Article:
In the example below three different graphical user interfaces (here the word interface is used about the user interface and not the interface construct) are used to present the result of three different ways of reading a file. The client classes of the code sample are: BlueGUI, RedGUI and YellowGUI. The three other classes providing a service reading different file types. The provided services are the classes: XMLInput (reading an XML file), INIInput (reading an INI/text file) and BinInput (reading a binary file). The three client classes and the three services providing classes communicate indirectly through an interface called IInput. This gives the flexibility of nine possible combinations when building an application. The purpose of this article is not to show how to read XML, INI text files or binary files, but to show how to use an interface as a means of indirection between communicating sets of classes.

Screenshot - InterfaceConstruct2.jpg

Class diagram shows the relationship between the three client classes (colour GUIs) and three service providing classes (input readers). The three client classes are using an instance of the interface and the three service providers are implementing the interface. Sub-typing the three implementing classes of the interface is used to indirectly attach the client and service provider, in a driver class. In the sample code checkboxes are used to select the two classes to couple from the two set of classes.

The interface code:

  //The interface IInput is responsible handling string information.
  public interface IInput
  {
    // Returns a string value from a service
      string NotifyOutput();
  }

The RedGUI class:

  // The RedGUI is a form class using the IInput 
  // interface through the object input.
  public class RedGUI : System.Windows.Forms.Form
  {
      IInput input;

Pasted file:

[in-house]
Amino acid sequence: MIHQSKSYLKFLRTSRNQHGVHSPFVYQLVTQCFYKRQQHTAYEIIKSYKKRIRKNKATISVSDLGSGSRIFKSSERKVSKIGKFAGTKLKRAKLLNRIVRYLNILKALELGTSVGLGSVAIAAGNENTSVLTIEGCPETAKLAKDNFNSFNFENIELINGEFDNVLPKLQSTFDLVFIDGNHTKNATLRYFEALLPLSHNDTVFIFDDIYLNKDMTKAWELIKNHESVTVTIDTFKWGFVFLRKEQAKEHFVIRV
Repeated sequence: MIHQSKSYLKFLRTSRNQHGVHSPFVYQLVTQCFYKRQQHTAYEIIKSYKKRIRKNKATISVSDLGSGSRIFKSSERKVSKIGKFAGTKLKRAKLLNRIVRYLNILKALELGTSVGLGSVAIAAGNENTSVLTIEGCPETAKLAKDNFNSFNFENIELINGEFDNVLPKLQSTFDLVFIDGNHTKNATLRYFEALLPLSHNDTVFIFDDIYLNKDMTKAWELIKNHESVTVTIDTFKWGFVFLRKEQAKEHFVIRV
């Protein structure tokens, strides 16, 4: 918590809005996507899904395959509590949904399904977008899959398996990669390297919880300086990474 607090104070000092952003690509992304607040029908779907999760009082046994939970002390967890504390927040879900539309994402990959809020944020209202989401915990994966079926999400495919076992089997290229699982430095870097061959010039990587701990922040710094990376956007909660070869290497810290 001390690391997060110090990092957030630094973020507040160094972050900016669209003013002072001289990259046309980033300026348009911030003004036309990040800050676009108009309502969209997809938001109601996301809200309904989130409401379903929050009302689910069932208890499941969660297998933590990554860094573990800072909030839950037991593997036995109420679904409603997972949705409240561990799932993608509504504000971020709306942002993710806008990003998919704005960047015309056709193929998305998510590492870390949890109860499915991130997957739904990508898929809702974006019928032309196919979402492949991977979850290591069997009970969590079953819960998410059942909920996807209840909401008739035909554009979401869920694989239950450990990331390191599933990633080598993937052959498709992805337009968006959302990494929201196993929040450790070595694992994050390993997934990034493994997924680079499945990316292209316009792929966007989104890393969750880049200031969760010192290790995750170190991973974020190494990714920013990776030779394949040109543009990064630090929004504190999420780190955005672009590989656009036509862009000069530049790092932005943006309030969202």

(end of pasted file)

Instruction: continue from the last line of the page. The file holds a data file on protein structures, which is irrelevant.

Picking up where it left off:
public RedGUI(IInput input)
      {
          this.input = input;
          this.BackColor = System.Drawing.Color.Red;
          this.Show();
      }

      public void GetInput()
      {
          this.Text = input.NotifyOutput();
      }
  }

The BlueGUI class:

  // The BlueGUI class is a parallel to the RedGUI class.
  public class BlueGUI : System.Windows.Forms.Form
  {
      IInput input;

      public BlueGUI(IInput input)
      {
          this.input = input;
          this.BackColor = System.Drawing.Color.Blue;
          this.Show();
      }
        
      public void GetInput()
      {
          this.Text = input.NotifyOutput();
      }
  }

The YellowGUI class:

  // The YellowGUI class is a parallel to the RedGUI class.
  public class YellowGUI : System.Windows.Forms.Form
  {
      IInput input;

      public YellowGUI (IInput input)
      {
          this.input = input;
          this.BackColor = System.Drawing.Color. Yellow;
          this.Show();
      }
        
      public void GetInput()
      {
          this.Text = input.NotifyOutput();
      }
  }

The XMLInput class:

  // XMLInput reads some elements from an xml file.
  // XMLInput is a subtype of the interface IInput.
  public class XMLInput : IInput
  {
      // An empty constructor
      public XMLInput() {}

      // Implementation of interface  
      public string NotifyOutput()
      {
          return ReadXML();
      }

      // Simple read of an XML file
      public string ReadXML()
      {
          string str = "";
          try {
              XmlDocument doc = new XmlDocument();
              string xmlFile = System.Windows.Forms.Application.StartupPath + 
                                                               "\\input.xml";
              if (System.IO.File.Exists(xmlFile)){                
                  doc.Load(@xmlFile);
                  XmlNodeList node1 = doc.GetElementsByTagName("node2");
                  foreach(XmlNode node2 in node1){
                      str += node2.ChildNodes[0].FirstChild.Value;
                  }
              }
              else {
                  Console.WriteLine("Missing the input.xml from" + 
                                           " application directory.");
              }
          }
          catch (Exception e) { 
              Console.WriteLine(e.Message);
          }
          return str;
      }
  }

The INIInput class:

  // INIInput reads some elements from a simple ini text file.
  // INIInput is a subtype of the interface IInput.
  public class INIInput : IInput
  {
      // An empty constructor
      public INIInput() {}

      // Implementation of interface
      public string NotifyOutput()
      {
          return ReadIni();
      }

      private string ReadIni()
      {
          string str = "";
          string iniFile = System.Windows.Forms.Application.StartupPath + 
                                                            "\\input.ini";
          try {
              if (System.IO.File.Exists(iniFile)){
                  using (StreamReader sr = new StreamReader(iniFile))  {
                      String line;
                      while ((line = sr.ReadLine()) != null) {
                          str += line;
                      }
                  }
              }
              else {
                Console.WriteLine("Missing the input.ini " +